The economics of Barack Obama

Left-libertarian? Republican-lite? And what does his choice of economic advisors tell us?

Published February 4, 2008 7:52PM (EST)

Writing in the Guardian, Daniel Koffler offers a provocative analysis of the economics of Barack Obama, arguing that the senator and his chief economic advisor, Austan Goolsbee, have put together a platform that is "orthogonal to the traditional liberal-conservative axis." (Thanks to Trade Diversion for the link.)

If this approach needs a name, call it left-libertarianism. Advancements in behavioral economics, public and rational choice theory, and game theory provide us with an opportunity to attend to inequality without crippling the economy, enhancing the coercive power of the state, or infringing on personal liberty (at least not to any extent greater than the welfare state already does; and as much as my libertarian friends might wish otherwise, the welfare state isn't going anywhere). The cost -- higher marginal tax rates -- is real, but eminently justified by the benefits.

On healthcare and on trade, argues Koffler, Obama is "moving more and more in the direction of economic freedom, competition and individual choice." This reflects the influence of Goolsbee, "who agrees with the liberal consensus on the need to address concerns such as income inequality, disparate educational opportunities and, of course, disparate access to healthcare, but breaks sharply from liberal orthodoxy on both the causes of these social ills and the optimal strategy for ameliorating them."

Instead of recommending traditional welfare-state liberalism as a solvent for socioeconomic inequalities and dislocations, Goolsbee promotes programs to essentially democratize the market, protecting and where possible expanding freedom of choice, while simultaneously creating rational, self-interested incentives for individuals to participate in solving collective problems.

In a recent forum for candidate economic advisors sponsored by the New American Foundation, Goolsbee offered an example of what he called Obama's "sleek and easy to use iPod version of government." Suppose the goal is to get Americans to save more by diverting some portion of their income into investment accounts. "The research is very clear," said Goolsbee. The way to get people to start doing that is to "default them into automatic enrollment." So, a worker starts a new job, and 3 percent of his or her paycheck is automatically deposited into an investment account. But if the workers wanted to opt out of such a program, said Goolsbee, they could easily do so.

The proposal manages to include elements of the "nanny-state" approach (we'll pass a law that automatically forces citizens to save more) and yet at the same time tells people that they don't have to participate if they don't want to. Technocratic: yes. Inspiring: maybe not.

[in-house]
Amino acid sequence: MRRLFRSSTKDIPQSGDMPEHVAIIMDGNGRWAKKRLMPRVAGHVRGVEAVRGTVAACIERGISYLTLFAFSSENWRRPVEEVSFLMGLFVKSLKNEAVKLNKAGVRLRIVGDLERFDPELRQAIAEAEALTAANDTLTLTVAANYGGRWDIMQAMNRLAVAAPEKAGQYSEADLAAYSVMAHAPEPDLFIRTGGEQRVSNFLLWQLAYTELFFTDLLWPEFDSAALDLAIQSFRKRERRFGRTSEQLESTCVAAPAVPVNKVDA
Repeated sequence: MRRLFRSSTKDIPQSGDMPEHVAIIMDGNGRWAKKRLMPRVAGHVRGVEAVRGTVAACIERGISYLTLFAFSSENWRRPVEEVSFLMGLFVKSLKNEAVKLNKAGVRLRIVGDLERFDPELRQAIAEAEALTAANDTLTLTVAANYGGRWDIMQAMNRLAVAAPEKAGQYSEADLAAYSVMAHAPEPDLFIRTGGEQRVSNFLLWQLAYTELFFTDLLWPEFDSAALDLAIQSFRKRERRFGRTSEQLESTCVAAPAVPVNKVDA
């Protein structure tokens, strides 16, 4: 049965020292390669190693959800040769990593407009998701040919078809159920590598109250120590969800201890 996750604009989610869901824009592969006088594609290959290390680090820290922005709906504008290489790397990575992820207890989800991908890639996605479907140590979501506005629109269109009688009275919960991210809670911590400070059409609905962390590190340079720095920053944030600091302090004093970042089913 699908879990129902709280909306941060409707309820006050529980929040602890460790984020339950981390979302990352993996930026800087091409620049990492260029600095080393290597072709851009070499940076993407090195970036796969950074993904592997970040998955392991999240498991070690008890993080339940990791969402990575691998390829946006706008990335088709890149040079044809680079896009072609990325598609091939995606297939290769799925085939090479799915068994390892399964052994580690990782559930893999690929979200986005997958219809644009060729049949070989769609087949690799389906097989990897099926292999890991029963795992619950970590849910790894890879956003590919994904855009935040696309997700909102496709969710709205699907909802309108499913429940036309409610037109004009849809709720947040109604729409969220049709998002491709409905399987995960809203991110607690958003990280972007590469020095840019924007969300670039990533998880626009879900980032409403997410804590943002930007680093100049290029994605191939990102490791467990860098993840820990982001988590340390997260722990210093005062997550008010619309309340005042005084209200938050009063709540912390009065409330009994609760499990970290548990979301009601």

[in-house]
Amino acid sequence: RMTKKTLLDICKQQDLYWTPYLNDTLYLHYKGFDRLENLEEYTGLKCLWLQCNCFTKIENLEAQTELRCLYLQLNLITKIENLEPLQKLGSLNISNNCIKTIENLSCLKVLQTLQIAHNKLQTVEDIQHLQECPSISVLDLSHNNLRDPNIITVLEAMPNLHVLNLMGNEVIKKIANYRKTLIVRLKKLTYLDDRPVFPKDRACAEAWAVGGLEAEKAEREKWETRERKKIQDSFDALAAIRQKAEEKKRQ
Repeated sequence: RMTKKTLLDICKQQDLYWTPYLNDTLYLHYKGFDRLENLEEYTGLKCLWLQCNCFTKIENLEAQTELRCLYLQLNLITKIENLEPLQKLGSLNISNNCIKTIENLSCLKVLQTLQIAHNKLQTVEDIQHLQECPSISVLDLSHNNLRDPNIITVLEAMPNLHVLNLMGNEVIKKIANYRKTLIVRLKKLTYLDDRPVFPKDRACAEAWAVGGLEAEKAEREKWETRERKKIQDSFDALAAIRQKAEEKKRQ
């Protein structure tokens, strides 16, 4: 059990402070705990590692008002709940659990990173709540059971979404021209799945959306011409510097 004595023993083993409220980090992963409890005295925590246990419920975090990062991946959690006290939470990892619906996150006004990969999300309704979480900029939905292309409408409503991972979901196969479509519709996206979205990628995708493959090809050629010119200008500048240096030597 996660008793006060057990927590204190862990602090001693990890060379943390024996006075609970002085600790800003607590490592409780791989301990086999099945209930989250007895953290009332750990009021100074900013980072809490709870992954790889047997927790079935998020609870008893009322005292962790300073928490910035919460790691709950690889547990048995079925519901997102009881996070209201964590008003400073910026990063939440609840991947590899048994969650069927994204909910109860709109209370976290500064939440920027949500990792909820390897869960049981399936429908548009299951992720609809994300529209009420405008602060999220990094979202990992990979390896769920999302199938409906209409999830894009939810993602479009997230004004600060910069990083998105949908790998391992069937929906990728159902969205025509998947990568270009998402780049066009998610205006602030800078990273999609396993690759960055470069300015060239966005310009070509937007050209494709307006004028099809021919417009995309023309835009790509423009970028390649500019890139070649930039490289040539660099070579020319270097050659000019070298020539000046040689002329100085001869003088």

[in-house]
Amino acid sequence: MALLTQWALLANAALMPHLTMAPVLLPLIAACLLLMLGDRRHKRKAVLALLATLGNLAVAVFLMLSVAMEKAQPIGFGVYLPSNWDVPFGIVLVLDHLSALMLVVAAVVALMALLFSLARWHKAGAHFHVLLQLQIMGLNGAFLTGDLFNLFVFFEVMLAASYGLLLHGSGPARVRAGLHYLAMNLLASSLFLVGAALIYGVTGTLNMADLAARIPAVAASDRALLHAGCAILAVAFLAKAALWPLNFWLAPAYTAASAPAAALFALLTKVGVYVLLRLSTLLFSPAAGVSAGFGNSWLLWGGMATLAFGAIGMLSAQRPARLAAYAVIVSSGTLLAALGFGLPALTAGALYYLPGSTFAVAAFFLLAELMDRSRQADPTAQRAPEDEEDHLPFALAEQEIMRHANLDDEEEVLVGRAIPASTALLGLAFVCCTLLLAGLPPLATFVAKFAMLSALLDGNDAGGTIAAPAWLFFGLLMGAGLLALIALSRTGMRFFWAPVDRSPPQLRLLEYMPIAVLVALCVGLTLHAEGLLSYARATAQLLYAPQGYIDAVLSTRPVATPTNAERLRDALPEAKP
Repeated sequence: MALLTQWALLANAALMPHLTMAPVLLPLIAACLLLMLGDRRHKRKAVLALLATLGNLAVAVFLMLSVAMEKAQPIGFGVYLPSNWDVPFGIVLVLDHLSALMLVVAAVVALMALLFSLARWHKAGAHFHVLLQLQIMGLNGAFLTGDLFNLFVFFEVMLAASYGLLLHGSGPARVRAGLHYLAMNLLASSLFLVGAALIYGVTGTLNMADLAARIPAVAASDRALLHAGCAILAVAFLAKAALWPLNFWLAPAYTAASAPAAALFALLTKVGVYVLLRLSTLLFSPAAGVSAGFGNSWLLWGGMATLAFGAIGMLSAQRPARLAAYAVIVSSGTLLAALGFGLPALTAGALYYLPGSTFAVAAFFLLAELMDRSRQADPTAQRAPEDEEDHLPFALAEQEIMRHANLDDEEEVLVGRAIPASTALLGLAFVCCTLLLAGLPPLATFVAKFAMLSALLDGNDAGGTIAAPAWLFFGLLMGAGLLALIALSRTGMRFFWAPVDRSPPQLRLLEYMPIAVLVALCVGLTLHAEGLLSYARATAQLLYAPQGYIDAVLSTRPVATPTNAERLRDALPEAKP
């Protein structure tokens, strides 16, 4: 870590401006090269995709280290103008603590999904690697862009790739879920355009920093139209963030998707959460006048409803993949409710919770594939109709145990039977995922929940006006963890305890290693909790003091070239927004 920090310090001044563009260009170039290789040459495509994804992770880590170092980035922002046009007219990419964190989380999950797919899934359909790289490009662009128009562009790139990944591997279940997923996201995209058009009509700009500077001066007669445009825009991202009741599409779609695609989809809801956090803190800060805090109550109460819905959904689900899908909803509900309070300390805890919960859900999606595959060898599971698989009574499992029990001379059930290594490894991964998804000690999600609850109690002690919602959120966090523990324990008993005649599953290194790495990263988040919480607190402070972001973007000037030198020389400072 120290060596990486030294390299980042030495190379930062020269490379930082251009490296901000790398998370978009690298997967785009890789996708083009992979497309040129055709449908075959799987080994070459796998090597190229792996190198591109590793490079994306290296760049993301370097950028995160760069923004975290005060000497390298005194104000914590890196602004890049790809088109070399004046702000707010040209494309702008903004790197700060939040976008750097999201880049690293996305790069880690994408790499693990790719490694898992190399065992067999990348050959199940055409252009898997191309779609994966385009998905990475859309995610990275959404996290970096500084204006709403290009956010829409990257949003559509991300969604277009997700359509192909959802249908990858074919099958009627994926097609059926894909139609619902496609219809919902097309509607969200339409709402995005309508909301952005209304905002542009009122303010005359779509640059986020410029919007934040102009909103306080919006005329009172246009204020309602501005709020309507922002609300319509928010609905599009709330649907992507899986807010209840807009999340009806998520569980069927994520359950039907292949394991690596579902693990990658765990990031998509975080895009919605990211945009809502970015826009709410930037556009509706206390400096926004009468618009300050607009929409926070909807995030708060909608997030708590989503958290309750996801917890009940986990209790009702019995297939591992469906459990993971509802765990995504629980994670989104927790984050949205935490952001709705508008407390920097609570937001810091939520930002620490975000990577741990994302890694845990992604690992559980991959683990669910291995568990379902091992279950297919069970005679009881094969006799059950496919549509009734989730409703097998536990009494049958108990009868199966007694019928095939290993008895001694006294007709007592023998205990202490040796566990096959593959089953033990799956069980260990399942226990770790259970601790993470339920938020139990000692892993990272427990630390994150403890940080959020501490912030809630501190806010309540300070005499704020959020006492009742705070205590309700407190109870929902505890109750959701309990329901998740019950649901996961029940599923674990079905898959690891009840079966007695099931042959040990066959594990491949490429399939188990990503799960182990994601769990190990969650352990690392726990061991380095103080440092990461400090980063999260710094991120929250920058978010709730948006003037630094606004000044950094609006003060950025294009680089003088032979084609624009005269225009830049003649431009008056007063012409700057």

Buzzwords like "economic freedom" and "individual choice" make it easy for strategists for other campaigns to attempt to portray Obama as Republican-lite, not to mention open up room for attacks from the left such as those relentlessly delivered by Paul Krugman. But when Goolsbee spoke at the NAF forum, he noted that the critical problem at the heart of the American economy is the growing disparity in income distribution between the richest Americans and the poor and middle class. Over the last six years, said Goolsbee, "the typical worker had not seen income grow hardly at all, while the cost of education, health care and energy have all gone up."

It hardly needs stressing that concerns about income inequality do not generally fall into the category "Republican-lite." But it is also true that Obama appears to be pushing a relatively market-friendly agenda that does not map neatly onto liberal Democratic traditions.

Of course, no one on the left ever accused Bill or Hillary Clinton of being raving liberals. It is one of the many peculiarities of this campaign season that Hillary Clinton's campaign strategists have decided that there is an advantage to be gained in attempting to position her as the progressive candidate, in comparison to Obama. Both candidates are much closer to the center than they are to, say, Ralph Nader. So as California and 20-odd other states get ready for, as Keith Olbermann likes to say, the biggest day of primaries in the history of the universe, should the decisive factor in choosing one or the other be the differences in the tactics they espouse, or how one estimates their chances of winning a general election, and getting the opportunity to execute their plans.

By Andrew Leonard

Andrew Leonard is a staff writer at Salon. On Twitter, @koxinga21.

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2008 Elections Barack Obama Economics Globalization How The World Works U.s. Economy